select() function. Note: The order of operations is very important in this
case. If we used ‘select’ first, filter would not be able to find the variable
continent since we would have removed it in the previous step.
Now, we were supposed to be reducing the error prone repetitiveness of what can
be done with base R, but up to now we haven’t done that since we would have to
repeat the above for each continent. Instead of
filter(), which will only pass
observations that meet your criteria (in the above:
group_by(), which will essentially use every unique criteria that you
could have used in filter.
'data.frame': 1704 obs. of 6 variables: $ country : Factor w/ 142 levels "Afghanistan",..: 1 1 1 1 1 1 1 1 1 1 ... $ year : int 1952 1957 1962 1967 1972 1977 1982 1987 1992 1997 ... $ pop : num 8425333 9240934 10267083 11537966 13079460 ... $ continent: Factor w/ 5 levels "Africa","Americas",..: 3 3 3 3 3 3 3 3 3 3 ... $ lifeExp : num 28.8 30.3 32 34 36.1 ... $ gdpPercap: num 779 821 853 836 740 ...
gapminder %>% group_by(continent) %>% str()
Classes 'grouped_df', 'tbl_df', 'tbl' and 'data.frame': 1704 obs. of 6 variables: $ country : Factor w/ 142 levels "Afghanistan",..: 1 1 1 1 1 1 1 1 1 1 ... $ year : int 1952 1957 1962 1967 1972 1977 1982 1987 1992 1997 ... $ pop : num 8425333 9240934 10267083 11537966 13079460 ... $ continent: Factor w/ 5 levels "Africa","Americas",..: 3 3 3 3 3 3 3 3 3 3 ... $ lifeExp : num 28.8 30.3 32 34 36.1 ... $ gdpPercap: num 779 821 853 836 740 ... - attr(*, "groups")=Classes 'tbl_df', 'tbl' and 'data.frame': 5 obs. of 2 variables: ..$ continent: Factor w/ 5 levels "Africa","Americas",..: 1 2 3 4 5 ..$ .rows :List of 5 .. ..$ : int 25 26 27 28 29 30 31 32 33 34 ... .. ..$ : int 49 50 51 52 53 54 55 56 57 58 ... .. ..$ : int 1 2 3 4 5 6 7 8 9 10 ... .. ..$ : int 13 14 15 16 17 18 19 20 21 22 ... .. ..$ : int 61 62 63 64 65 66 67 68 69 70 ... ..- attr(*, ".drop")= logi TRUE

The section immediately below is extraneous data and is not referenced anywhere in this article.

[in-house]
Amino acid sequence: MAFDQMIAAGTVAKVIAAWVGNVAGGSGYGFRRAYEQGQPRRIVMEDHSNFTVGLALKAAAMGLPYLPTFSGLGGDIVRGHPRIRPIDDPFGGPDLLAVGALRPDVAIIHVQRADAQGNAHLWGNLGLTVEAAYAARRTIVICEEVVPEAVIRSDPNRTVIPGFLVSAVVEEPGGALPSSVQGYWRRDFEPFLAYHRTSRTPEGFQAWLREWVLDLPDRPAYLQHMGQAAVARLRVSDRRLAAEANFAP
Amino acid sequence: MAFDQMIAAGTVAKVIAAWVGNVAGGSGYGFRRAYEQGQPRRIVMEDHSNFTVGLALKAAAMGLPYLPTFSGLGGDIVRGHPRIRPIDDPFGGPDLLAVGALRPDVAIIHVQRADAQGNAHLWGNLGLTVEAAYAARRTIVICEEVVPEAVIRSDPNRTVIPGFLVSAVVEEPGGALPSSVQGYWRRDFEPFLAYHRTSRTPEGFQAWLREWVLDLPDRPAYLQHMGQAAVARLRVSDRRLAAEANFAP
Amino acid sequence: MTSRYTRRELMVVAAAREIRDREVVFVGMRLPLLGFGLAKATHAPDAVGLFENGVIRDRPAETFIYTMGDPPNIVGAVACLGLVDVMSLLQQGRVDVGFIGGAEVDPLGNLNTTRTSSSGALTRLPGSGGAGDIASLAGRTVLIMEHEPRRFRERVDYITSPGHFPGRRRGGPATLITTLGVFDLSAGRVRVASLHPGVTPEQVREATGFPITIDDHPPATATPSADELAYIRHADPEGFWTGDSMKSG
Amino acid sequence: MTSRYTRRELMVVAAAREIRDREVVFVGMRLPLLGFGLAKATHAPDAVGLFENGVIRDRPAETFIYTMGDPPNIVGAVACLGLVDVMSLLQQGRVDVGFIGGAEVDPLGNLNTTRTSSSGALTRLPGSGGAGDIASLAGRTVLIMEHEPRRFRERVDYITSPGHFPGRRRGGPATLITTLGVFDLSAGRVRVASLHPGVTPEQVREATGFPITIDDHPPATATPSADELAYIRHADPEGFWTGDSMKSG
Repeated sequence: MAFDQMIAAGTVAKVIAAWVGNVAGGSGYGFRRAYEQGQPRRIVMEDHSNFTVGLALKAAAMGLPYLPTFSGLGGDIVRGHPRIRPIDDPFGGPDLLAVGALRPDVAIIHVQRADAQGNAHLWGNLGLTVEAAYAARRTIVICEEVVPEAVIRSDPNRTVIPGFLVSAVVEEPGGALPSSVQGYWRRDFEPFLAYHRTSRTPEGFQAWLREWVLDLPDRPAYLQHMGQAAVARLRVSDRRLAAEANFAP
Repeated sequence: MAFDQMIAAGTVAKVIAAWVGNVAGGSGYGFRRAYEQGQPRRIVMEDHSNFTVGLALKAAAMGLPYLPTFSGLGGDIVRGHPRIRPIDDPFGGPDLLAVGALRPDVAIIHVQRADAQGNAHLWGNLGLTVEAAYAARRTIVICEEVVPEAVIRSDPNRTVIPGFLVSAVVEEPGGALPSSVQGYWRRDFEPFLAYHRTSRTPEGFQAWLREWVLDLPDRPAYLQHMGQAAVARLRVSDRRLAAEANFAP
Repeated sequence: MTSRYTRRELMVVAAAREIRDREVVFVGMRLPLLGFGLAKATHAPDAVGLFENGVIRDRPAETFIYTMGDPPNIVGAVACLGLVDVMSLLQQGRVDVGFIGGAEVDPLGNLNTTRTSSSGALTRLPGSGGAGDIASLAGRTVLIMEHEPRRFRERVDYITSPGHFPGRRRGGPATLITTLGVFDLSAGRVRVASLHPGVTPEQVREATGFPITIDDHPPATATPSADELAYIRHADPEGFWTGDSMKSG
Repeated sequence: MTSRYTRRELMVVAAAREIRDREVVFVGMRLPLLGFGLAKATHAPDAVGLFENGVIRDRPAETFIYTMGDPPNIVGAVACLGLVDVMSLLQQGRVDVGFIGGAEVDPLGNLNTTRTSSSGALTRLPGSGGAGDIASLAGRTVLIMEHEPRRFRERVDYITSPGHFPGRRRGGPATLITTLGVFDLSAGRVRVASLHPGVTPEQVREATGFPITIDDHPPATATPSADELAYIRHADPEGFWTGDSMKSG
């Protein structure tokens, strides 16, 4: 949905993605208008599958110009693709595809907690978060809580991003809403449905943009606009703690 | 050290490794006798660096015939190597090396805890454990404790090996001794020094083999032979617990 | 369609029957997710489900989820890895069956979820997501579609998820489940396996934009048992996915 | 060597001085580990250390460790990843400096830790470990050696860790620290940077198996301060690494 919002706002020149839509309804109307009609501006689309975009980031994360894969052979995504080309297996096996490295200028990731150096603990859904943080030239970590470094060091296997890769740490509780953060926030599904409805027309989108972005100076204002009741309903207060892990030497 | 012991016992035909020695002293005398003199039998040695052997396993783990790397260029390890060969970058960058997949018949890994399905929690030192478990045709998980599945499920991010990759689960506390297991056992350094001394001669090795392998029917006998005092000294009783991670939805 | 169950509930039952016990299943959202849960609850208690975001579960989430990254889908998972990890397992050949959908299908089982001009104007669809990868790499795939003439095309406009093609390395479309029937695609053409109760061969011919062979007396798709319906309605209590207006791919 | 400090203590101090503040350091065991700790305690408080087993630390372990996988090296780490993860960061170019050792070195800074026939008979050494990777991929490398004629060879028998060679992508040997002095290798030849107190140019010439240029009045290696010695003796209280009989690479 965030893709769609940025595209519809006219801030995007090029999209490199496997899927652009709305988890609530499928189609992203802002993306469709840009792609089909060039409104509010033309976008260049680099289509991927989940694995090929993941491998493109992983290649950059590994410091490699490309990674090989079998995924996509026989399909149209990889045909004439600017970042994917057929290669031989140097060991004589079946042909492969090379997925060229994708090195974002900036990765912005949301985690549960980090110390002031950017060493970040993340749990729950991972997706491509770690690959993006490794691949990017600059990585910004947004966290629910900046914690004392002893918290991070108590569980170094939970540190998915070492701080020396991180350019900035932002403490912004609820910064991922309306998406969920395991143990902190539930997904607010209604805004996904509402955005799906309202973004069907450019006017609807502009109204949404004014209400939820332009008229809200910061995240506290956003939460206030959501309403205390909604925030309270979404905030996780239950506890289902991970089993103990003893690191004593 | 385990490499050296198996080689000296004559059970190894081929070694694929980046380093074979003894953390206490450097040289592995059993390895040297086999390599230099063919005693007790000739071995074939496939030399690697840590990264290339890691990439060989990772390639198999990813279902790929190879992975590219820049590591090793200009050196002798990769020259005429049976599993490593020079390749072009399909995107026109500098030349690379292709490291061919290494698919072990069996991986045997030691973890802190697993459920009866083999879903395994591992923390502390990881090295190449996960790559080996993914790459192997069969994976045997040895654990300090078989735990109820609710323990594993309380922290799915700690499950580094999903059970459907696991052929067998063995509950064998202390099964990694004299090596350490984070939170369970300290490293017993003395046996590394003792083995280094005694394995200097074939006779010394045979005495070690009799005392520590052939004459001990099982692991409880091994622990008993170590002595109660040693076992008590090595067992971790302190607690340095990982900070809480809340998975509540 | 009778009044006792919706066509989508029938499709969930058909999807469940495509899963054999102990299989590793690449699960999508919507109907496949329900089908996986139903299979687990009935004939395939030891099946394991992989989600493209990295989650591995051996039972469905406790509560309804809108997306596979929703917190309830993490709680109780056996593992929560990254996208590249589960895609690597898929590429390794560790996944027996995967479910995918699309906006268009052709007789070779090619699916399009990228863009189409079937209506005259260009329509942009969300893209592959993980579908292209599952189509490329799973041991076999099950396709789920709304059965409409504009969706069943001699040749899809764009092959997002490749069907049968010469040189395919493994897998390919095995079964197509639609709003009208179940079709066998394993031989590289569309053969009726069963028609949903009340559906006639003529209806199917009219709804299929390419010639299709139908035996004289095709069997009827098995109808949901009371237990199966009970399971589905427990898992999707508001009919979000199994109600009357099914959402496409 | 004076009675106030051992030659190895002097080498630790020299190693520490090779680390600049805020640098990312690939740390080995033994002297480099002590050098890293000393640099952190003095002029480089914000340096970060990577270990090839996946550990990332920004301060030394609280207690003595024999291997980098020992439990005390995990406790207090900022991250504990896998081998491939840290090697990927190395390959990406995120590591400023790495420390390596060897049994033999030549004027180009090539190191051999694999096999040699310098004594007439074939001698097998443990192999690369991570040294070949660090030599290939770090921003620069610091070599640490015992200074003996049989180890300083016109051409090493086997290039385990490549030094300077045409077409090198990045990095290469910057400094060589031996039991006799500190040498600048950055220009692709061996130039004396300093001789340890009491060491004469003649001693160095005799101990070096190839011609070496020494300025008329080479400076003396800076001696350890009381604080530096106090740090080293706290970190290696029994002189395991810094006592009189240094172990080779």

You will notice that the structure of the dataframe where we used
grouped_df) is not the same as the original
grouped_df can be thought of as a
list where each item in the
data.frame which contains only the rows that correspond to the a particular
continent (at least in the example above).
The above was a bit on the uneventful side but
group_by() is much more
exciting in conjunction with
summarize(). This will allow us to create new
variable(s) by using functions that repeat for each of the continent-specific
data frames. That is to say, using the
group_by() function, we split our
original dataframe into multiple pieces, then we can run functions
gdp_bycontinents <- gapminder %>% group_by(continent) %>% summarize(mean_gdpPercap = mean(gdpPercap)) gdp_bycontinents
# A tibble: 5 x 2 continent mean_gdpPercap <fct> <dbl> 1 Africa 2194. 2 Americas 7136. 3 Asia 7902. 4 Europe 14469. 5 Oceania 18622.
That allowed us to calculate the mean gdpPercap for each continent, but it gets even better.
Calculate the average life expectancy per country. Which has the longest average life expectancy and which has the shortest average life expectancy?
Solution to Challenge 2
lifeExp_bycountry <- gapminder %>% group_by(country) %>% summarize(mean_lifeExp=mean(lifeExp)) lifeExp_bycountry %>% filter(mean_lifeExp == min(mean_lifeExp) | mean_lifeExp == max(mean_lifeExp))